Fianna Fáil Micheál Martin has made a scathing attack on Sinn Féin and the Provisional movement, saying that they have "not the slightest connection" with the Republic declared in 1916.
Mr Martin used the occasion of his speech to his party's annual 1916 commemoration at Arbour Hill today to make a detailed criticism of Sinn Féin and its form of republicanism.
"Unfortunately there have been groups who have claimed allegiance to the Proclamation but have continually undermined its values. They have been deaf to the demand that none who claim to serve the Republic shall dishonour it," he said.
The campaign waged by the IRA was opposed by the overwhelming majority of Irish people, he said.
"The inhumanity of many of their actions, the lasting damage they caused and their sectarian behaviour disqualifies them from claiming to be part of an unbroken chain."
Mr Martin asserted that if people wanted to know where the men and women of 1916 would have stood in later years, they would find out by looking at what they did: taking the route of constitutional republicanism.
"I always find it amusing that another party names cumainn after Constance Markiewicz, but fails to acknowledge that she chaired the founding meeting of Fianna Fáil and was elected as a Fianna Fáil TD," he said.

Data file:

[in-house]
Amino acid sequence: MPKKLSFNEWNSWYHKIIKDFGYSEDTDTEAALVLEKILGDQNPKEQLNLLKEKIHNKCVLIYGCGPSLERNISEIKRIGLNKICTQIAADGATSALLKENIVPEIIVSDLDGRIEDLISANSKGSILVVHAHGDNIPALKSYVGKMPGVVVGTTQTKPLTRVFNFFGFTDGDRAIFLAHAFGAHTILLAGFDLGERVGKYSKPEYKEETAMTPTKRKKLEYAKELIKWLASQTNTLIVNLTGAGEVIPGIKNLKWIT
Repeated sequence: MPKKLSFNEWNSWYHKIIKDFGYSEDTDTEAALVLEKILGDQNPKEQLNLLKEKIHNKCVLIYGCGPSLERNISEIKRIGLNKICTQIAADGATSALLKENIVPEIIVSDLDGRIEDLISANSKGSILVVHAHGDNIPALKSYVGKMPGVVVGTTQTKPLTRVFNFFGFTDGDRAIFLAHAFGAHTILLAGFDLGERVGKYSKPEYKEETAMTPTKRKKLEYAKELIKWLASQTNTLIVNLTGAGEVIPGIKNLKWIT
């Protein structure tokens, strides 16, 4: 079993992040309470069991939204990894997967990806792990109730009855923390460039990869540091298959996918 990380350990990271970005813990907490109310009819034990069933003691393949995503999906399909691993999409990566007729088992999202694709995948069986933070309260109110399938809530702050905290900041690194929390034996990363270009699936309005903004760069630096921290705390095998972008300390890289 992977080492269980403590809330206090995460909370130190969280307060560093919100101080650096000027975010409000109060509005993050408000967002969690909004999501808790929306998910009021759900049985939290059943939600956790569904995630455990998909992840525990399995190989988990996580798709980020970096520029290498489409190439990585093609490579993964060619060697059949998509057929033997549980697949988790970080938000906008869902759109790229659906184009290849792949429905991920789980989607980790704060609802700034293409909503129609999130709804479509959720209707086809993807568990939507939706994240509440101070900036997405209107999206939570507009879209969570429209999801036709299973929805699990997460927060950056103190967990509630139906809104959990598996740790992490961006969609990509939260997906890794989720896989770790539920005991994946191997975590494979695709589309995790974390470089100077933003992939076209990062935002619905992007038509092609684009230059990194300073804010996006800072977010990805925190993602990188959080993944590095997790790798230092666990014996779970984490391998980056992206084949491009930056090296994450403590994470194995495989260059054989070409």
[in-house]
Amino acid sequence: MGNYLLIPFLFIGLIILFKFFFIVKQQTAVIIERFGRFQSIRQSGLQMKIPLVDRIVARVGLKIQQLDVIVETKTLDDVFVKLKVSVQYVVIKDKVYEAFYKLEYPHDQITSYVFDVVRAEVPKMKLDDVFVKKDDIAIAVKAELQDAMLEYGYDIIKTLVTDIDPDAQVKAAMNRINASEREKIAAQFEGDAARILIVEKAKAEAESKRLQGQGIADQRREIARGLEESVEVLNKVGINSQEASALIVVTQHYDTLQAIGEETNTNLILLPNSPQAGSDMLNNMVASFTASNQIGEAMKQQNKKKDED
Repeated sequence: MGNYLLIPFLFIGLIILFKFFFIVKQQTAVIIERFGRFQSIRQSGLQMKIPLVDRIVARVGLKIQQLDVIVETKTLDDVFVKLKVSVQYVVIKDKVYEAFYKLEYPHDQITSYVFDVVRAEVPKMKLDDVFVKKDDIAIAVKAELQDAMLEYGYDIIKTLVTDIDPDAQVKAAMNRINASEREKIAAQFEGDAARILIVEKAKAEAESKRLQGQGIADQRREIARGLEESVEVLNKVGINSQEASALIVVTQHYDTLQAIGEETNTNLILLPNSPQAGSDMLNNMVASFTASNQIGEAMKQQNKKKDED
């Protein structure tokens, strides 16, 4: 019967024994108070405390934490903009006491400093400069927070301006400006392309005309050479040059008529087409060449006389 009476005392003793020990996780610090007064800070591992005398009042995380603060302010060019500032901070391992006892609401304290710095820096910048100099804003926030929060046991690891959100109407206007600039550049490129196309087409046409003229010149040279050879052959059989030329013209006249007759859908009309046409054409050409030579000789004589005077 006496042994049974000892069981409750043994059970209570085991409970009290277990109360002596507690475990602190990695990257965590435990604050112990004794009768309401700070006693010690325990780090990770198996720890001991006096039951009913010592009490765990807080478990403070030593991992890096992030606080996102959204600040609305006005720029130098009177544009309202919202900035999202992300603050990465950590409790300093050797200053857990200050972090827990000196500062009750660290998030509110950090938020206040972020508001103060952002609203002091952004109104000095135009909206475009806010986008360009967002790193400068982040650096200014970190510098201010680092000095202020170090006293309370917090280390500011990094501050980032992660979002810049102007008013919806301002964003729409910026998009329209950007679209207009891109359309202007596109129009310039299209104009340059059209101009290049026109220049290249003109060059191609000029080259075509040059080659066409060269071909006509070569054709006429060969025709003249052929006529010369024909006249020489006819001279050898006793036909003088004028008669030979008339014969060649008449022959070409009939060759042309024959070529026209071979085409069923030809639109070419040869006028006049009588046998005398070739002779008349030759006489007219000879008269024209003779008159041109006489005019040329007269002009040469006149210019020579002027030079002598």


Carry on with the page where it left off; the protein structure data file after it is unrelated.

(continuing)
Mr Martin also criticised Sinn Féin and the DUP for pursuing their own narrow agendas and creating an Executive that he claimed was dysfunctional.
"As a party that claims to promote a Republican ethos, Sinn Féin is also letting down nationalist and republican voters in a very profound way. No number of half-baked Border poll gimmicks should be allowed to distract from this basic fact."
The speech, and its focus on Sinn Féin, was received as an effort by Fianna Fáil to assert its republican credentials against a party which has posed an increased electoral threat in the south.
Afterwards, Mr Martin said it was important that he identified for all members and supporters of Fianna Fáil what the party stands for and how it had evolved as a party, particularly in the context of its republican philosophy, which included Protestant, Catholic and dissenter.
"I will never tire of making the point that the Provisional movement sullied the name of Irish republicanism, undermined it in their capacity to undermine different traditions in Ireland, done damage by their violence, embedded division and bitterness.
"As a result they can never claim to be part of an unbroken chain, which is what Sinn Féin are consistently trying to do in their language and in their rhetoric."